Trimble Foundation provides a platform to exemplify Trimble Inc. as a purpose-driven company focused not only on productivity, safety, quality, and environmental sustainability, but also our commitment towards Responsible Corporate Citizenship. The Foundation was formally established in 2017 and solidifies our philanthropic efforts in supporting the communities we serve.
Read the 2019 Trimble Foundation Report.
Giving back where we live, work, and operate is not a new concept for Trimble. Throughout the decades, Trimble has been at the forefront during times of need. This is about doing things right, as well as doing the right things.
The Foundation focuses on the following areas:
Female Education and Empowerment
The advancement of girls and women, specifically in developing economies, is a basic human right and paramount for a peaceful and sustainable world. Achieving improved gender equality across the globe is greatly increased when females are empowered with equal access to education and economic (earning) opportunities. Significant gender-based discrimination around the world, at varying levels, exists today and is even codified in some countries. Trimble Foundation works with organizations focused on impacting and advancing female equality through education and empowerment.
Natural Disaster Relief and Recovery
Trimble has a long history of donating money, time, and product to assist with recovery from major natural disasters. Trimble solutions are applicable to both recovery and rebuilding efforts –from data collection to infrastructure rebuilding (e.g., water, roads, bridges), transportation management, and agricultural needs. Trimble Foundation is committed to having a positive and meaningful impact on our communities, especially during times of acute need such as natural disasters like hurricanes, floods, earthquakes, and wildfires that affect the people and markets we serve. Our goal is to have direct impacts through monetary contributions to strong local charities, as well as indirect impacts by partnering with local Trimble dealers and customers to aid in disaster recovery and rebuilding efforts.
Local Office Charitable Giving
Trimble Foundation encourages our local offices with 50 or more employees to define areas where Trimble’s resources can have the greatest impact in their communities. Our goal is to inspire action at a local level, and a platform where all Trimble employees can give something back. With more than 230 offices around the world, Trimble devised this approach to best serve the unique character of the cities and towns where we operate, from Sunnyvale, California to Danderyd, Sweden to Chennai, India. Encouraging local offices to give back to the community is not only the right thing to do, it is also a way to build culture and a sense of a greater purpose among our employees.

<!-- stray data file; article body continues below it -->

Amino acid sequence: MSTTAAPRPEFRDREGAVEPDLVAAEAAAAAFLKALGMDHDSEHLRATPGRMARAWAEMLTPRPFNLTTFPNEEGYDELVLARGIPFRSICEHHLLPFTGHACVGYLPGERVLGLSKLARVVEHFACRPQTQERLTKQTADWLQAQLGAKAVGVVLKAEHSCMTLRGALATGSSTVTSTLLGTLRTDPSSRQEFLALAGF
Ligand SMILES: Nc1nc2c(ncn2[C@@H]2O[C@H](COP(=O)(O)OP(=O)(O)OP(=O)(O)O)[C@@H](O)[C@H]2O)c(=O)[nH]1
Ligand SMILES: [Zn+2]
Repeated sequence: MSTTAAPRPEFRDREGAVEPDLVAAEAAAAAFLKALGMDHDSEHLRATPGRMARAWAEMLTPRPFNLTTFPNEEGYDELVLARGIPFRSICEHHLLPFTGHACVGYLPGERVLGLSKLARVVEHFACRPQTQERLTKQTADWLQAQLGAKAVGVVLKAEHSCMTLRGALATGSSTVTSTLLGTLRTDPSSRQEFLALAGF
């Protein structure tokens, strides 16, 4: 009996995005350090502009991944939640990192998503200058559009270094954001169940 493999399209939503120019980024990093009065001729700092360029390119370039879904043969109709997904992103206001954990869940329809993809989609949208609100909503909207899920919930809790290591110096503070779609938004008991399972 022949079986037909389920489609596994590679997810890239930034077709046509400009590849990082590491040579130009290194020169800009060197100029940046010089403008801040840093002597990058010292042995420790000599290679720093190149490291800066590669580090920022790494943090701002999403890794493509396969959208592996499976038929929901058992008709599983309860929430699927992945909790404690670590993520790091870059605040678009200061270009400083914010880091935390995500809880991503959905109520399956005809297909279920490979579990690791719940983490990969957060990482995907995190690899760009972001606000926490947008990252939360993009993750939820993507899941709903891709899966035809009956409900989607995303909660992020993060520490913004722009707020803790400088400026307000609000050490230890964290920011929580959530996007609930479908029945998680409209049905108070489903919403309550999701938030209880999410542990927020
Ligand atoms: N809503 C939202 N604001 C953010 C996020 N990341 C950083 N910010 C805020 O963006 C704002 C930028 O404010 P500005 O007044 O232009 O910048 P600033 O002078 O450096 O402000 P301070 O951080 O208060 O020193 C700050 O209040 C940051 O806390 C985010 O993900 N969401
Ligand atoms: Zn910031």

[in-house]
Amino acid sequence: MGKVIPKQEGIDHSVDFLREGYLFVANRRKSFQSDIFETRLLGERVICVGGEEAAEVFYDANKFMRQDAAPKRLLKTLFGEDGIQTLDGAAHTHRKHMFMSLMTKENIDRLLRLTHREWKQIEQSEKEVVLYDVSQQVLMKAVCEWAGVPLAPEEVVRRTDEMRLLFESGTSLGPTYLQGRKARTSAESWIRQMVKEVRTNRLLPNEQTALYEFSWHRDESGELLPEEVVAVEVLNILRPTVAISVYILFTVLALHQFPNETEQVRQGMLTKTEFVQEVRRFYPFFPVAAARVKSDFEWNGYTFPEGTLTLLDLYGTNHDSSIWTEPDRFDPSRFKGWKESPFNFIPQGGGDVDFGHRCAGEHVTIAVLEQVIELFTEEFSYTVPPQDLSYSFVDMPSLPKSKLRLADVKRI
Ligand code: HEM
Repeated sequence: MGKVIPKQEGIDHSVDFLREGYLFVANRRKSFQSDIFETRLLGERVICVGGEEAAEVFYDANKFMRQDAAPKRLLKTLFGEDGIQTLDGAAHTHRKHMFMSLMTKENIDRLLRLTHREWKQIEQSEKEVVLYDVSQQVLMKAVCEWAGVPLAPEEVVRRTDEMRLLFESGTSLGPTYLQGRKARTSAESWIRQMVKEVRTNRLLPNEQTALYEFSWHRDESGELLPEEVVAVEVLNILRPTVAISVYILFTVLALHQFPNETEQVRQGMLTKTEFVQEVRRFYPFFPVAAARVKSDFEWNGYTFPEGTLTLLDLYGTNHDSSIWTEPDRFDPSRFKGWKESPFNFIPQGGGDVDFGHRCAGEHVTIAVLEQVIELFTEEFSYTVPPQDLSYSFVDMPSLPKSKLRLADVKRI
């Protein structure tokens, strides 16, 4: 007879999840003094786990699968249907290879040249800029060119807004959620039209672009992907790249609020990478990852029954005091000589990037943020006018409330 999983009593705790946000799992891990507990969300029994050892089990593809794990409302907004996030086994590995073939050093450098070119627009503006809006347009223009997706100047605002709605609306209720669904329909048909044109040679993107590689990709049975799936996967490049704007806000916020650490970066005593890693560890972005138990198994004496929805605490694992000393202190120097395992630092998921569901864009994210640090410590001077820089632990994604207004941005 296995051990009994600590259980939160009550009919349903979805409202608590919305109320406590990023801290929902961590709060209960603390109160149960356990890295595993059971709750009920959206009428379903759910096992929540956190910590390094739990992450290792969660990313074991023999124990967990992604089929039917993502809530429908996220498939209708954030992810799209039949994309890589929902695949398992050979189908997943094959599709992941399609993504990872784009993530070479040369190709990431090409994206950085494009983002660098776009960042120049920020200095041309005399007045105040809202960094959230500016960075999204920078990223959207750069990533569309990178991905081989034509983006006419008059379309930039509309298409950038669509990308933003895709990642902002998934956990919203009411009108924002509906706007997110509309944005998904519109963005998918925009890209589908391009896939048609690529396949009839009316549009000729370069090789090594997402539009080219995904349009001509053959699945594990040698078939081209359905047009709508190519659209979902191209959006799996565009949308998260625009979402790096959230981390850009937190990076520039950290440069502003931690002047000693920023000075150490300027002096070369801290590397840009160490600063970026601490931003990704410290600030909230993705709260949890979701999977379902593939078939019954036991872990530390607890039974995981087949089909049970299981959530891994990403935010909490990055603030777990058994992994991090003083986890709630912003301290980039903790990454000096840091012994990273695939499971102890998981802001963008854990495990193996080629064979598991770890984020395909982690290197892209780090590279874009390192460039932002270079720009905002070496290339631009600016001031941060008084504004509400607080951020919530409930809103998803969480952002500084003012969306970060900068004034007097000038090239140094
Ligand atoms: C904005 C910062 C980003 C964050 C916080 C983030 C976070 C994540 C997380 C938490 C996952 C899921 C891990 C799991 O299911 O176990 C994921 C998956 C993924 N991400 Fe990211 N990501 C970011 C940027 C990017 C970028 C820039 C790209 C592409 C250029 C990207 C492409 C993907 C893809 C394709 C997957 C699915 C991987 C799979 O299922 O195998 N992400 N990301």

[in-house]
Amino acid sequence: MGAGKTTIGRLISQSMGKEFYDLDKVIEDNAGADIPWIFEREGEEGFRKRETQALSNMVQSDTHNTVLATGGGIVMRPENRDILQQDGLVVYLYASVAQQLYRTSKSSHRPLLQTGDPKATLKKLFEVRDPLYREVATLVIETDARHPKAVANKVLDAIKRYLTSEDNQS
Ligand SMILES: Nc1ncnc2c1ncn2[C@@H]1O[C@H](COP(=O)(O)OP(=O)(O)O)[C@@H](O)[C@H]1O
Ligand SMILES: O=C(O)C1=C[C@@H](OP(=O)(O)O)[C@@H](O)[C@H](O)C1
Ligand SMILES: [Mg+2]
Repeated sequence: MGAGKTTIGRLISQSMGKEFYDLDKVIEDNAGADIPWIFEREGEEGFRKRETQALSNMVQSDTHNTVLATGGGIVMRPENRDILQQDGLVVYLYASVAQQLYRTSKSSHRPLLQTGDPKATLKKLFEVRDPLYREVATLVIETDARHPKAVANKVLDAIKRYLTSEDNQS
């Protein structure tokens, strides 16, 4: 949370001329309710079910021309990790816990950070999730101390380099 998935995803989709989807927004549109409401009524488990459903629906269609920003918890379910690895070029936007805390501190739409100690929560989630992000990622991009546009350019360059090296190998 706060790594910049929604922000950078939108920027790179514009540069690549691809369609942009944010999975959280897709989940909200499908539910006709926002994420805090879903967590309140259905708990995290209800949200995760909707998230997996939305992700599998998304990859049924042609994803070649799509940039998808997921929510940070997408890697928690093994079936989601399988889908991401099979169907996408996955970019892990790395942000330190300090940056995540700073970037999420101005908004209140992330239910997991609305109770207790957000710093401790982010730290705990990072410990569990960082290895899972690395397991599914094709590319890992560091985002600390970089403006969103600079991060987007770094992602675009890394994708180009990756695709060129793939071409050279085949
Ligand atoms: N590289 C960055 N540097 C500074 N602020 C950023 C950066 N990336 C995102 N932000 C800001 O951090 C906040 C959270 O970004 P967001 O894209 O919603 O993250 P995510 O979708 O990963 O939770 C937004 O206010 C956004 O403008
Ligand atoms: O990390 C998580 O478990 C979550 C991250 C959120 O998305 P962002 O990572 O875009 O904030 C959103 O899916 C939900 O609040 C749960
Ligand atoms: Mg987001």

Trimble solutions are employed throughout the world by national, regional, and local governments and NGOs to help those in need. Trimble has a rich history of donating money, time, and product to assist with recovery from major natural disasters and public health emergencies. Following earthquakes, tsunamis, wildfires, and floods—including during the treatment and prevention of outbreaks—Trimble has been proud to contribute to efforts ranging from data collection to rebuilding infrastructure, management, and agricultural needs.
In 2006, a severe earthquake destroyed thousands of homes in Yogyakarta, Indonesia. Using SketchUp 3D modeling software for design and engineering professionals, a bamboo shelter was created that can be built quickly and transported easily. Three hundred volunteers pre-built 1,600 bamboo shelters in Magelang; these shelters were then transported to Yogyakarta and erected in the earthquake area—all within three months.
In 2008, a 7.9-magnitude earthquake caused severe damage throughout the Sichuan Province of China, devastating the region's geodetic and cadastral infrastructure. As part of the recovery effort, Trimble donated VRS network technology, capable of handling the rigorous demands of surveyors and others during the reconstruction project. As a result, the Province once again has a reliable and accurate GNSS network.
In 2010, a magnitude 7.0 earthquake struck Haiti, killing more than 200,000 people and collapsing tens of thousands of buildings. Trimble responded quickly, donating GPS reference stations used to provide data for geodetic and surveying applications that played a central role in rebuilding devastated areas. During the same year, Trimble donated reference stations used for recovery after an earthquake in Chile.